11 former Atlanta educators jailed for test cheating scandal

Reuters / Rick Wilking
Eleven former Atlanta educators have been convicted of racketeering for their involvement in a scheme to inflate students’ test scores on standardized exams.

A state investigation found the scheme, which dated back to 2005, involved 180 educators – including 38 principals – spanning 44 Atlanta school districts.

The “11,” which include teachers, a principal and administrators, were locked up in jail on Thursday, where they will await sentencing later this month. The jury found them guilty of racketeering and other charges, and the 11 individuals could face up to 20 years in prison. One other defendant, a school teacher, was acquitted of all charges.

“I don’t like to send anybody to jail,” Judge Jerry Baxter said in court on Wednesday, after he ordered that the educators be detained until sentencing. “It’s not one of the things I get a kick out of. But they have made their bed, and they’re going to have to lie in it, and it starts today.”

Prosecutors said the 12 educators on trial were more concerned with their jobs and bonuses than children’s education, and defense attorneys accused prosecutors of overreach by charging their clients under racketeering laws, which are normally used against those involved in organized crime.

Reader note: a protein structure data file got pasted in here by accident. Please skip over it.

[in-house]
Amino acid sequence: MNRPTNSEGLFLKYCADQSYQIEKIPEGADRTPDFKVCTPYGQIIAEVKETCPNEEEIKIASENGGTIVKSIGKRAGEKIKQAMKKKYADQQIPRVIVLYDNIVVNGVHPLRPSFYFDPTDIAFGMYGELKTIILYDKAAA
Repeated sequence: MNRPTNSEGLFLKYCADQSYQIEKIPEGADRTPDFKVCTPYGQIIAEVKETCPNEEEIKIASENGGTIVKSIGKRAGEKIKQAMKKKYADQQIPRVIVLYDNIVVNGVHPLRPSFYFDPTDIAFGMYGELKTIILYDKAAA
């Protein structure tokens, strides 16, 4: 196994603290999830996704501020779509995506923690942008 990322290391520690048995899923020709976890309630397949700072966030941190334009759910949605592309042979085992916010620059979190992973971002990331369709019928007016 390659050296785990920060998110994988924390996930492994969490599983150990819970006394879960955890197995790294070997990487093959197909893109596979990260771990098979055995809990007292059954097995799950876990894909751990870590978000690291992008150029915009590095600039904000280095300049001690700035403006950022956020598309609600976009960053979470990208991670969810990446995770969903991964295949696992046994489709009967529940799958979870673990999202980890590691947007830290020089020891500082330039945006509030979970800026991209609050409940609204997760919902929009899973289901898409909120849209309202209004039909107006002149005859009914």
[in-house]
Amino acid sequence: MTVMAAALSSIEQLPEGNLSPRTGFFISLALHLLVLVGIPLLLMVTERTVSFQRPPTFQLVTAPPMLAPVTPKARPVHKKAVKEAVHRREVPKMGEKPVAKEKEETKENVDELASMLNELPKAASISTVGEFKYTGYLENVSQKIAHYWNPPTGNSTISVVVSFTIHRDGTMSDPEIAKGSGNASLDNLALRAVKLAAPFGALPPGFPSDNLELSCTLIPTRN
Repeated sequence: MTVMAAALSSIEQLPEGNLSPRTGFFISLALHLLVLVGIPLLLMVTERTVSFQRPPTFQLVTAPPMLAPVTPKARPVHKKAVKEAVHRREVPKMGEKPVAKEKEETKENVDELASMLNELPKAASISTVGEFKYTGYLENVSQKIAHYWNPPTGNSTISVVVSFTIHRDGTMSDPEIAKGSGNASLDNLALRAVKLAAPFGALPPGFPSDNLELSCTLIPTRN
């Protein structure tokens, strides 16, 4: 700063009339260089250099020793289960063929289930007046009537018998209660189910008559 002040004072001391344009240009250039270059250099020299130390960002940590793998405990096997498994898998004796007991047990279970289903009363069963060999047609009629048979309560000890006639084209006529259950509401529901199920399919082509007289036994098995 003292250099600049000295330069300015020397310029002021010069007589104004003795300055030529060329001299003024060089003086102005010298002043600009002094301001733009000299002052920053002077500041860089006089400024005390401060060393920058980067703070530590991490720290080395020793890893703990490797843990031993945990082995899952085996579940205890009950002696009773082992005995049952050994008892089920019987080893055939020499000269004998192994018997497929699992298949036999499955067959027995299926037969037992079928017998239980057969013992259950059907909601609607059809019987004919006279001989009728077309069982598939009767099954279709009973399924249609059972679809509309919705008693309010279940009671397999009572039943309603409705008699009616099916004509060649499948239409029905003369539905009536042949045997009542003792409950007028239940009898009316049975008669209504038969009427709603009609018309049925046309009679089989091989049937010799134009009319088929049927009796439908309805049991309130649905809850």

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The verdict concludes a seven-month trial and years of allegations that teachers and administrators covered up widespread cheating in Atlanta public schools.

The case stems from a scandal involving a long-serving school superintendent, Beverly Hall, who received national recognition, federal grants and awards for raising student test scores and graduation rates under the No Child Left Behind program. In 2008, the Atlanta Journal-Constitutionbeganto question that success, saying the scores were systemically improbable.

A state investigation, called for by the governor, revealed student tests that had inordinate numbers of erasures that were changed to correct answers. Educators were discovered to have fed answers to students.

Investigators also discovered educators had worked together holding “erasure parties or dinners, sometimes working alone, to correct answers.” An expert testified in court that the odds that students in one classroom would have so many wrong answers erased to right answers were one in 284 septillion.

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Superintendent Hall was charged, but she died before the case went to trial and her lawyers maintained her innocence. Twenty-one other educators pleaded guilty to lesser charges.

This is a huge story and absolutely the biggest development in American education law since forever,” University of Georgia law professor Ron Carlson told The Associated Press. “It has to send a message to educators here and broadly across the nation. Playing with student test scores is very, very dangerous business.”